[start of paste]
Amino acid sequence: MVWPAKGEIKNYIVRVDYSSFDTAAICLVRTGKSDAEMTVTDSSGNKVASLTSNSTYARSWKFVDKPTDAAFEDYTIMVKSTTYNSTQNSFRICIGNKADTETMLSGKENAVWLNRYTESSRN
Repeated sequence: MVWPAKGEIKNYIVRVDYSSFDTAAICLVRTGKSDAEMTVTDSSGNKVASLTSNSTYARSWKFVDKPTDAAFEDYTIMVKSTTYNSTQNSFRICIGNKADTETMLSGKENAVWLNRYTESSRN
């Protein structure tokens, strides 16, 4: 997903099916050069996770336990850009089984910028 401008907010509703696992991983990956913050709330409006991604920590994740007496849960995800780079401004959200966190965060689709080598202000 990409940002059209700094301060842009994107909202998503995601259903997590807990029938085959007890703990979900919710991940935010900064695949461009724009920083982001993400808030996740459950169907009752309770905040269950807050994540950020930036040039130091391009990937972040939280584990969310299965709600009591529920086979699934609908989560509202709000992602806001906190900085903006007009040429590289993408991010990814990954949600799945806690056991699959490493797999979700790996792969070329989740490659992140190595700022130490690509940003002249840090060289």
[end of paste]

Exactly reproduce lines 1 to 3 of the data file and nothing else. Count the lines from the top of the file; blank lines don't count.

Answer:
Amino acid sequence: MVWPAKGEIKNYIVRVDYSSFDTAAICLVRTGKSDAEMTVTDSSGNKVASLTSNSTYARSWKFVDKPTDAAFEDYTIMVKSTTYNSTQNSFRICIGNKADTETMLSGKENAVWLNRYTESSRN
Repeated sequence: MVWPAKGEIKNYIVRVDYSSFDTAAICLVRTGKSDAEMTVTDSSGNKVASLTSNSTYARSWKFVDKPTDAAFEDYTIMVKSTTYNSTQNSFRICIGNKADTETMLSGKENAVWLNRYTESSRN
């Protein structure tokens, strides 16, 4: 997903099916050069996770336990850009089984910028 401008907010509703696992991983990956913050709330409006991604920590994740007496849960995800780079401004959200966190965060689709080598202000 990409940002059209700094301060842009994107909202998503995601259903997590807990029938085959007890703990979900919710991940935010900064695949461009724009920083982001993400808030996740459950169907009752309770905040269950807050994540950020930036040039130091391009990937972040939280584990969310299965709600009591529920086979699934609908989560509202709000992602806001906190900085903006007009040429590289993408991010990814990954949600799945806690056991699959490493797999979700790996792969070329989740490659992140190595700022130490690509940003002249840090060289």